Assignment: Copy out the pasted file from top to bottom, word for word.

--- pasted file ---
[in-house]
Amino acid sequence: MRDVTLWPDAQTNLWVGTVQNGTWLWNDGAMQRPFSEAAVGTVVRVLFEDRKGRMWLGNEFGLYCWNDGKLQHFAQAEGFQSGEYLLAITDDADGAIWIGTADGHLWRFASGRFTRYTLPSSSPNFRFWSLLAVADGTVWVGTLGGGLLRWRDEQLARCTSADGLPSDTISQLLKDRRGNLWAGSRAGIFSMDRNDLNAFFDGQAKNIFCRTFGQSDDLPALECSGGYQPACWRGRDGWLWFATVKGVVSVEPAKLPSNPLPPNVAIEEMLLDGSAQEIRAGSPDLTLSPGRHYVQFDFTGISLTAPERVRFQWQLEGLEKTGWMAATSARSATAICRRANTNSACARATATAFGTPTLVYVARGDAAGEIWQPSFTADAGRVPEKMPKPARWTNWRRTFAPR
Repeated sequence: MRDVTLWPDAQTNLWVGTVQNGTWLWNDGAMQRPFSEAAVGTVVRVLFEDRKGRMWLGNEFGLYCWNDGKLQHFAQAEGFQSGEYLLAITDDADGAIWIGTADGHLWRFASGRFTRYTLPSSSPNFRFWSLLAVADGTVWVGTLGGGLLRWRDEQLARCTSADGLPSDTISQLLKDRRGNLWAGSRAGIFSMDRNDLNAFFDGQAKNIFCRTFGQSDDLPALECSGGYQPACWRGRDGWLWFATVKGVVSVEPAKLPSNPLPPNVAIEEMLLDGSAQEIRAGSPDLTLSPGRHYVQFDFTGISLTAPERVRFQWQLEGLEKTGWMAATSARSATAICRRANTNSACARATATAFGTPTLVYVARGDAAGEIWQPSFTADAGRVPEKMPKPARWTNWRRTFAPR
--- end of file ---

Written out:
[in-house]
Amino acid sequence: MRDVTLWPDAQTNLWVGTVQNGTWLWNDGAMQRPFSEAAVGTVVRVLFEDRKGRMWLGNEFGLYCWNDGKLQHFAQAEGFQSGEYLLAITDDADGAIWIGTADGHLWRFASGRFTRYTLPSSSPNFRFWSLLAVADGTVWVGTLGGGLLRWRDEQLARCTSADGLPSDTISQLLKDRRGNLWAGSRAGIFSMDRNDLNAFFDGQAKNIFCRTFGQSDDLPALECSGGYQPACWRGRDGWLWFATVKGVVSVEPAKLPSNPLPPNVAIEEMLLDGSAQEIRAGSPDLTLSPGRHYVQFDFTGISLTAPERVRFQWQLEGLEKTGWMAATSARSATAICRRANTNSACARATATAFGTPTLVYVARGDAAGEIWQPSFTADAGRVPEKMPKPARWTNWRRTFAPR
Repeated sequence: MRDVTLWPDAQTNLWVGTVQNGTWLWNDGAMQRPFSEAAVGTVVRVLFEDRKGRMWLGNEFGLYCWNDGKLQHFAQAEGFQSGEYLLAITDDADGAIWIGTADGHLWRFASGRFTRYTLPSSSPNFRFWSLLAVADGTVWVGTLGGGLLRWRDEQLARCTSADGLPSDTISQLLKDRRGNLWAGSRAGIFSMDRNDLNAFFDGQAKNIFCRTFGQSDDLPALECSGGYQPACWRGRDGWLWFATVKGVVSVEPAKLPSNPLPPNVAIEEMLLDGSAQEIRAGSPDLTLSPGRHYVQFDFTGISLTAPERVRFQWQLEGLEKTGWMAATSARSATAICRRANTNSACARATATAFGTPTLVYVARGDAAGEIWQPSFTADAGRVPEKMPKPARWTNWRRTFAPR